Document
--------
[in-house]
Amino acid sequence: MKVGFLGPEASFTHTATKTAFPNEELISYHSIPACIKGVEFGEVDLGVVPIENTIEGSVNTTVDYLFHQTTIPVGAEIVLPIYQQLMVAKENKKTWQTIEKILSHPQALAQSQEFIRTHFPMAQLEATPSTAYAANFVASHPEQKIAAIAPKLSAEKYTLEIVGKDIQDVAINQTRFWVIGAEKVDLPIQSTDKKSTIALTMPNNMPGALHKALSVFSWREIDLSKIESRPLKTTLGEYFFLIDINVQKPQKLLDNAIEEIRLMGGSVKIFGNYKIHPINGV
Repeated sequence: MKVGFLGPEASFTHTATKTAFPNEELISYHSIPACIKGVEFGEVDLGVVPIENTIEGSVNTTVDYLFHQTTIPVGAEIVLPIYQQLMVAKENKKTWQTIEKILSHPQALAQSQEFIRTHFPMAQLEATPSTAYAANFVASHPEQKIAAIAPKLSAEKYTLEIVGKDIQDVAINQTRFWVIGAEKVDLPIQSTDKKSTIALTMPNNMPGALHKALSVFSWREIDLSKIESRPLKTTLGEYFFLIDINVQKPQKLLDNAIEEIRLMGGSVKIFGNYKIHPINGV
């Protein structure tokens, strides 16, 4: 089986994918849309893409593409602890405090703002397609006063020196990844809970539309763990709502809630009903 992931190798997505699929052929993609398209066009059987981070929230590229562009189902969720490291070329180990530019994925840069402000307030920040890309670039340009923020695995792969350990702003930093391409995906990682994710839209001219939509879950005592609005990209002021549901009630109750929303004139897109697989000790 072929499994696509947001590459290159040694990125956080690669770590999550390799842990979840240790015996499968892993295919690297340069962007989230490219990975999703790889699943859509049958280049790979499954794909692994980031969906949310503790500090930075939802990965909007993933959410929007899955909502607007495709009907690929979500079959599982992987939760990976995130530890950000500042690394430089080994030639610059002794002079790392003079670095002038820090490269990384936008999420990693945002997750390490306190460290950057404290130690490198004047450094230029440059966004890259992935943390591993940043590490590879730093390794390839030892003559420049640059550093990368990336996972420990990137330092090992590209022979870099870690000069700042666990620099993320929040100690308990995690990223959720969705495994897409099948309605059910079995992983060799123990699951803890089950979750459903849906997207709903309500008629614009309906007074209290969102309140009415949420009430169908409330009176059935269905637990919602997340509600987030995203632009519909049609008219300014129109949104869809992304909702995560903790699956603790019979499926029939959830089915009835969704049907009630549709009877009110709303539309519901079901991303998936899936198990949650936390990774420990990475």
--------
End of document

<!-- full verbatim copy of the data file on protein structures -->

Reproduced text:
[in-house]
Amino acid sequence: MKVGFLGPEASFTHTATKTAFPNEELISYHSIPACIKGVEFGEVDLGVVPIENTIEGSVNTTVDYLFHQTTIPVGAEIVLPIYQQLMVAKENKKTWQTIEKILSHPQALAQSQEFIRTHFPMAQLEATPSTAYAANFVASHPEQKIAAIAPKLSAEKYTLEIVGKDIQDVAINQTRFWVIGAEKVDLPIQSTDKKSTIALTMPNNMPGALHKALSVFSWREIDLSKIESRPLKTTLGEYFFLIDINVQKPQKLLDNAIEEIRLMGGSVKIFGNYKIHPINGV
Repeated sequence: MKVGFLGPEASFTHTATKTAFPNEELISYHSIPACIKGVEFGEVDLGVVPIENTIEGSVNTTVDYLFHQTTIPVGAEIVLPIYQQLMVAKENKKTWQTIEKILSHPQALAQSQEFIRTHFPMAQLEATPSTAYAANFVASHPEQKIAAIAPKLSAEKYTLEIVGKDIQDVAINQTRFWVIGAEKVDLPIQSTDKKSTIALTMPNNMPGALHKALSVFSWREIDLSKIESRPLKTTLGEYFFLIDINVQKPQKLLDNAIEEIRLMGGSVKIFGNYKIHPINGV
């Protein structure tokens, strides 16, 4: 089986994918849309893409593409602890405090703002397609006063020196990844809970539309763990709502809630009903 992931190798997505699929052929993609398209066009059987981070929230590229562009189902969720490291070329180990530019994925840069402000307030920040890309670039340009923020695995792969350990702003930093391409995906990682994710839209001219939509879950005592609005990209002021549901009630109750929303004139897109697989000790 072929499994696509947001590459290159040694990125956080690669770590999550390799842990979840240790015996499968892993295919690297340069962007989230490219990975999703790889699943859509049958280049790979499954794909692994980031969906949310503790500090930075939802990965909007993933959410929007899955909502607007495709009907690929979500079959599982992987939760990976995130530890950000500042690394430089080994030639610059002794002079790392003079670095002038820090490269990384936008999420990693945002997750390490306190460290950057404290130690490198004047450094230029440059966004890259992935943390591993940043590490590879730093390794390839030892003559420049640059550093990368990336996972420990990137330092090992590209022979870099870690000069700042666990620099993320929040100690308990995690990223959720969705495994897409099948309605059910079995992983060799123990699951803890089950979750459903849906997207709903309500008629614009309906007074209290969102309140009415949420009430169908409330009176059935269905637990919602997340509600987030995203632009519909049609008219300014129109949104869809992304909702995560903790699956603790019979499926029939959830089915009835969704049907009630549709009877009110709303539309519901079901991303998936899936198990949650936390990774420990990475």